NATO's Strategic Concept – 2010 version
November 19 2010Active engagement, modern defense
Strategic Concept for the Defense and Security of Members of the North Atlantic Treaty Organization adopted by Heads of State and Government in Lisbon
We, the Heads of State and Government of the Allies, are determined that NATO will continue to play its unique and essential role, which is to guarantee our common defense and security. This Strategic Concept will guide the next phase of NATO's evolution, so that it continues to be effective in a changing world, in the face of new threats, with new capabilities and new partners:
- It reconfirms our countries' commitment to defend each other against attack, including new threats to the security of our citizens.
- It commits the Alliance to preventing crises, managing conflicts and stabilizing post-conflict situations, in particular by working more closely with our international partners, first and foremost the United Nations and the European Union.
- It offers our partners around the world greater political engagement with the Alliance and a substantial role in guiding the NATO-led operations to which they contribute.
- It commits NATO to the goal of creating the conditions for a world without nuclear weapons – but it reconfirms that, as long as there are nuclear weapons in the world, NATO will remain a nuclear alliance.
- It reaffirms our firm commitment to keep NATO's door open to all European democracies that meet the membership criteria, as enlargement contributes to our goal of a Europe free, whole and at peace.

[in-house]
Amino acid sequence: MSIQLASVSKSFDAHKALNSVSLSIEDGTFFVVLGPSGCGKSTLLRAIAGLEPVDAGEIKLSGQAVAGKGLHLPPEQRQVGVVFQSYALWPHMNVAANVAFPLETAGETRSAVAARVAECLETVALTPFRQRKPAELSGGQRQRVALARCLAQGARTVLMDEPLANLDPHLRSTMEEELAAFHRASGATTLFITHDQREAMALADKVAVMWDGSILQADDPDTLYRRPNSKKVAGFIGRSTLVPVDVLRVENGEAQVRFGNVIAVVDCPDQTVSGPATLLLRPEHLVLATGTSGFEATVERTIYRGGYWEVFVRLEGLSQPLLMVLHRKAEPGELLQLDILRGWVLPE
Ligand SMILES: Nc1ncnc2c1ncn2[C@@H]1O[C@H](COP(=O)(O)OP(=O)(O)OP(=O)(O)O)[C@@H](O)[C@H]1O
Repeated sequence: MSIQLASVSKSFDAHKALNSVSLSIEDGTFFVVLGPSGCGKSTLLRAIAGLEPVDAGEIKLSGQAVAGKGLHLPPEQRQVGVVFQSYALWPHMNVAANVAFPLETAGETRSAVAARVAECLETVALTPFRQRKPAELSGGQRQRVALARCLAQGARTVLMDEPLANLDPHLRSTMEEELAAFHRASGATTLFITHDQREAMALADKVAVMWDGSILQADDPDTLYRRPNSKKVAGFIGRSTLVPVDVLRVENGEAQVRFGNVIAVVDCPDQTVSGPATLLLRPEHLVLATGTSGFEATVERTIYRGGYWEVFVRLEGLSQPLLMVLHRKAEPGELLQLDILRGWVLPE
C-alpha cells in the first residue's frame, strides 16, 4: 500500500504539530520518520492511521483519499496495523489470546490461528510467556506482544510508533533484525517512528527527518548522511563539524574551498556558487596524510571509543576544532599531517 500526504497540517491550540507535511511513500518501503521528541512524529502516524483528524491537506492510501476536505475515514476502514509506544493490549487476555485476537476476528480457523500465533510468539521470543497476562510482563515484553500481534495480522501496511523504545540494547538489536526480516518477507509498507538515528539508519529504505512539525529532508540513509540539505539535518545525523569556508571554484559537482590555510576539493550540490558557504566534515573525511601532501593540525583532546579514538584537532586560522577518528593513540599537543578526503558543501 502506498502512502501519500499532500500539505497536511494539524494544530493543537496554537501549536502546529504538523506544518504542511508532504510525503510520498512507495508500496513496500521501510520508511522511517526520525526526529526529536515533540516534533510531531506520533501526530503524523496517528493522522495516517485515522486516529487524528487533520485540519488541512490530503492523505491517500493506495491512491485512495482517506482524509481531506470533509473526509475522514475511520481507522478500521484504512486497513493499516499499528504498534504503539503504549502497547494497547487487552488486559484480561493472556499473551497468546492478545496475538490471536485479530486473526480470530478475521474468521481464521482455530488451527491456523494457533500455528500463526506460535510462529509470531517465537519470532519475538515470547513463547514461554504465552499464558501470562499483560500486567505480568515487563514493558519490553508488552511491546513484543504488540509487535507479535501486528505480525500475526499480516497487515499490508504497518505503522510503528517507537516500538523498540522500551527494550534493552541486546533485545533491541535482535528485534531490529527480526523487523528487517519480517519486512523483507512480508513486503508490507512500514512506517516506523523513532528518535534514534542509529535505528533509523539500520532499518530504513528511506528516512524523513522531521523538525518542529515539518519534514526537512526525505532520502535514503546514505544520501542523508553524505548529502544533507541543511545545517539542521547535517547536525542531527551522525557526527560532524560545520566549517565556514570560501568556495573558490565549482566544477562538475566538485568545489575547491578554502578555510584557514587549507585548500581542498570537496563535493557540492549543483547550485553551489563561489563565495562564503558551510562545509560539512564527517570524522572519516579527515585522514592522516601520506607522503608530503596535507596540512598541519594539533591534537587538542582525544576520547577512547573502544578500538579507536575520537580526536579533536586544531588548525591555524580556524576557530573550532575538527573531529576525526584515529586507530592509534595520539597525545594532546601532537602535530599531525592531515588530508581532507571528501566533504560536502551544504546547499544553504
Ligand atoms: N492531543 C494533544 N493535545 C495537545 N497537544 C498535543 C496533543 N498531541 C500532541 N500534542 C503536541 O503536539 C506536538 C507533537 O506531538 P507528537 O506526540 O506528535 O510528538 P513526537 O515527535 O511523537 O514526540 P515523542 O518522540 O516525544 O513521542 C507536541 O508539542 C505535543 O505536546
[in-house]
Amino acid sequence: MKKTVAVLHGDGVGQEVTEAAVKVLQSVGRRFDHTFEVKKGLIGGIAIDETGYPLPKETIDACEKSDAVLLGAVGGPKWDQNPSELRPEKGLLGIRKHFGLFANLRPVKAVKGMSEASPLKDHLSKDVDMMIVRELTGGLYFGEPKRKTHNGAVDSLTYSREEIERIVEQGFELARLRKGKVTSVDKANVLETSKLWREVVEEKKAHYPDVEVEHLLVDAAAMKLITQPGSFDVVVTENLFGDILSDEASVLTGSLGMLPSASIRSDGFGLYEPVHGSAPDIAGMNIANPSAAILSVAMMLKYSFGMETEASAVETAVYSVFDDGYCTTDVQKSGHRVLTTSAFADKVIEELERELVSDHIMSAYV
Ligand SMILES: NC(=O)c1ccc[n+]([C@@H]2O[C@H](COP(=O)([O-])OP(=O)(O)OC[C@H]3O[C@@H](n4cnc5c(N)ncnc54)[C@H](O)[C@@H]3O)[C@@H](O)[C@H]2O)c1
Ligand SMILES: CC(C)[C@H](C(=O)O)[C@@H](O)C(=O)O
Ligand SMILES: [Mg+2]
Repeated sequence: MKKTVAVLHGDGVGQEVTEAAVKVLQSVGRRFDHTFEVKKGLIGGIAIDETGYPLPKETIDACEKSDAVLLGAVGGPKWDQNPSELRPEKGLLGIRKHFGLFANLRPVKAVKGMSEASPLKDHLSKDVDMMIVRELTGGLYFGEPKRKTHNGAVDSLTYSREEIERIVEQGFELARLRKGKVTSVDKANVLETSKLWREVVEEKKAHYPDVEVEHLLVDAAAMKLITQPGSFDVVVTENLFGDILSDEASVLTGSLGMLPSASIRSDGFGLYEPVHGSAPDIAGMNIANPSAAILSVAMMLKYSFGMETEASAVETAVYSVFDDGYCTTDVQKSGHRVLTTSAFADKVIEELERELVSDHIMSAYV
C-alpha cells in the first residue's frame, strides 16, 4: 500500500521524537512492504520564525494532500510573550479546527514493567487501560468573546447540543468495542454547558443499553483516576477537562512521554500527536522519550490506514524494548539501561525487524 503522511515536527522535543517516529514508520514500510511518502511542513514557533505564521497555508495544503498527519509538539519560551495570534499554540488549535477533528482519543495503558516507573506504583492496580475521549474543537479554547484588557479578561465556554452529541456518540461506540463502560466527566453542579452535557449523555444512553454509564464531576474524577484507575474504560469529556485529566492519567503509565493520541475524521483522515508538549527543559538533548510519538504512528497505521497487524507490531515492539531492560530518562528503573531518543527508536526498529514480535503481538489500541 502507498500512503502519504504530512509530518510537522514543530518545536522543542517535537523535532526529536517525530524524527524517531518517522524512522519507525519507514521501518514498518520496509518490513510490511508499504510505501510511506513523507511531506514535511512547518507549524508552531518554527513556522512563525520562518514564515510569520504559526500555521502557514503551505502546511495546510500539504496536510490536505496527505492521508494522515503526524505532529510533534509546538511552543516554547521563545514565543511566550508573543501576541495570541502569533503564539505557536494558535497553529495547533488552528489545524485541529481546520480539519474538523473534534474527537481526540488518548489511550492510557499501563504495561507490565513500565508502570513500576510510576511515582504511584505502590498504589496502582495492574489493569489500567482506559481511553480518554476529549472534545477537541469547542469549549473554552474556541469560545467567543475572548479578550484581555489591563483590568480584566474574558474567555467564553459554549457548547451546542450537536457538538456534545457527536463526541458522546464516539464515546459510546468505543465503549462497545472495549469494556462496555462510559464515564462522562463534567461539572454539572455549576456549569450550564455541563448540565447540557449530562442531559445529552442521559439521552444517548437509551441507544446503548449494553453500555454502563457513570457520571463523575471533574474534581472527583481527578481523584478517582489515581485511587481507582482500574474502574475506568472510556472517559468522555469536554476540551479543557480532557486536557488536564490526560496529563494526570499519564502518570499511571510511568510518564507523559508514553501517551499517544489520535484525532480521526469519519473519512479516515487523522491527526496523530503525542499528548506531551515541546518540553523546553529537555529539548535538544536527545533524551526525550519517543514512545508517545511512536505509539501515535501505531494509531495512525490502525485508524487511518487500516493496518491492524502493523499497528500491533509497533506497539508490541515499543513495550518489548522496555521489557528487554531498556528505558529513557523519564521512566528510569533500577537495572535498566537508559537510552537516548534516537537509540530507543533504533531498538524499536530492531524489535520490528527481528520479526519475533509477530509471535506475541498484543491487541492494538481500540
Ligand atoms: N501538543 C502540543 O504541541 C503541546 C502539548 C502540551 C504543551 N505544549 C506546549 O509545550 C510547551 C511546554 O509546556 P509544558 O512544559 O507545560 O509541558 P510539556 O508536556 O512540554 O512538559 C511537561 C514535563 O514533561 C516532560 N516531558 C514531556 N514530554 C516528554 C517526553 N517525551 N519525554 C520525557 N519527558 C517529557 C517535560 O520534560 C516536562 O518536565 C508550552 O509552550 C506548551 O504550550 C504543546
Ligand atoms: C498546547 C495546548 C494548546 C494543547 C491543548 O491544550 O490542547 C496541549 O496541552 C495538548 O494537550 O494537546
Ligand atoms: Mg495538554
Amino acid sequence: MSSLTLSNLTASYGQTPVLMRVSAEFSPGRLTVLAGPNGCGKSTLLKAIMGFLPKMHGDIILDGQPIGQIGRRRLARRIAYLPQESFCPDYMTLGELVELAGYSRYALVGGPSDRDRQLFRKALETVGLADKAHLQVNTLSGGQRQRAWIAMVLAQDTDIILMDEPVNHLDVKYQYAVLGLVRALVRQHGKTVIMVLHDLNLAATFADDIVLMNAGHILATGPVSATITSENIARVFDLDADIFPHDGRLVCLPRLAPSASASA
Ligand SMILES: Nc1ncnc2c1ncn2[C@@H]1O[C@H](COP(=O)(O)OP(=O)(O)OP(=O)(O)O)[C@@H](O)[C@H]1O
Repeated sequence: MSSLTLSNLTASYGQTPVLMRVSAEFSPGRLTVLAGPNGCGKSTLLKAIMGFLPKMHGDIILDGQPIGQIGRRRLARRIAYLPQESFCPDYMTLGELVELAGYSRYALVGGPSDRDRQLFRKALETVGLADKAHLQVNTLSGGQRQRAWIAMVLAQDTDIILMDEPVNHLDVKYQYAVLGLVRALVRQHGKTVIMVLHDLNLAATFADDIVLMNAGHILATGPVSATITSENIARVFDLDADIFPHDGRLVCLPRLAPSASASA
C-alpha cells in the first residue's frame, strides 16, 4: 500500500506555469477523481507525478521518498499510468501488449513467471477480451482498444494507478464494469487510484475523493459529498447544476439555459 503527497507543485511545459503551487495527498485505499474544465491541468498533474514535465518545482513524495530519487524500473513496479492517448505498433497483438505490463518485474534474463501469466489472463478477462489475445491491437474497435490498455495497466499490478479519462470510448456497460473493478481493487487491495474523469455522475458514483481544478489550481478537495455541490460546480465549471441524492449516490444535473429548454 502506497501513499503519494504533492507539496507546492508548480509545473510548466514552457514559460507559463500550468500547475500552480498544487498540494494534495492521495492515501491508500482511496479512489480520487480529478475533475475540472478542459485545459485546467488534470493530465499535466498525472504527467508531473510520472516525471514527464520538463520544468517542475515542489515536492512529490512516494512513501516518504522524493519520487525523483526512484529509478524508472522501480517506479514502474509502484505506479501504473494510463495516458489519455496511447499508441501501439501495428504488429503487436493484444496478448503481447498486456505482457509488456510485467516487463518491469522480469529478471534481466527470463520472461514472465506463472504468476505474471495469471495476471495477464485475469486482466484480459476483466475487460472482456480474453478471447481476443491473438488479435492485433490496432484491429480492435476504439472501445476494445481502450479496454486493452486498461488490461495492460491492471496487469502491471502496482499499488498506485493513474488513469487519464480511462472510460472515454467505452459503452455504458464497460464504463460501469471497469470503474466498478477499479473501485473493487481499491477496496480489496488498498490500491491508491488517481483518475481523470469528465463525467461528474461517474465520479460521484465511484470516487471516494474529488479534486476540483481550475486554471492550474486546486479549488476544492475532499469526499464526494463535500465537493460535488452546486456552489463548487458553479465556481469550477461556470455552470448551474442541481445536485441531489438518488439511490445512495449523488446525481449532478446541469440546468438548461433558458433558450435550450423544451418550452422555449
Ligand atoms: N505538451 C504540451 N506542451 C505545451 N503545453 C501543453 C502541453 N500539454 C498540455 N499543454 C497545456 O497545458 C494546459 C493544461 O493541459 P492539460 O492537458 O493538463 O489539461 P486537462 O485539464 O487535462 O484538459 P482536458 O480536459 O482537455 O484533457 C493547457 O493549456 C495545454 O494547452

- It commits NATO to continuous reform, so that the Alliance becomes more effective, more efficient and more flexible and that our taxpayers get maximum security for the money they invest in defence.
The citizens of our states rely on NATO to defend Allied nations, to deploy robust military forces where and when our security demands, and to help promote common security with our partners around the world. . While the world changes, NATO's core mission remains the same: to ensure that the Alliance remains an unparalleled community of freedom, peace, security and shared values.
Basic tasks and principles
- The fundamental and unchanging objective of NATO is to safeguard the freedom and security of all its members by political and military means. Today, the Alliance remains an essential source of stability in an unpredictable world.
- NATO member states form a unique community of values, committed to the principles of individual freedom, democracy, human rights and the rule of law. The Alliance is firmly committed to the purposes and principles of the United Nations Charter and to the Washington Treaty, which affirms the primary responsibility of the UN Security Council for the maintenance of international peace and security.
- Political and military ties between Europe and North America have been forged within NATO since the Alliance was founded in 1949; the transatlantic bond remains as strong and as important as ever for the preservation of Euro-Atlantic peace and security. The security of NATO member states on both sides of the Atlantic is indivisible. We will continue to defend it together, on the basis of solidarity, shared purpose and fair burden-sharing.
- The contemporary security environment harbors multiple and changing challenges for the security of the territory and populations of NATO countries. To guarantee this security, the Alliance has the duty and the will to continue to effectively fulfill three essential fundamental tasks, all of which contribute to the safeguarding of its members, and always in compliance with international law:
- Collective defense. Members of the Alliance will always lend each other mutual assistance against attack, in accordance with Article 5 of the Washington Treaty. This commitment remains firm and binding. NATO will take measures to deter and defend against any threat of aggression and any emerging security challenge that would compromise the fundamental security of one or more Allies or the Alliance as a whole.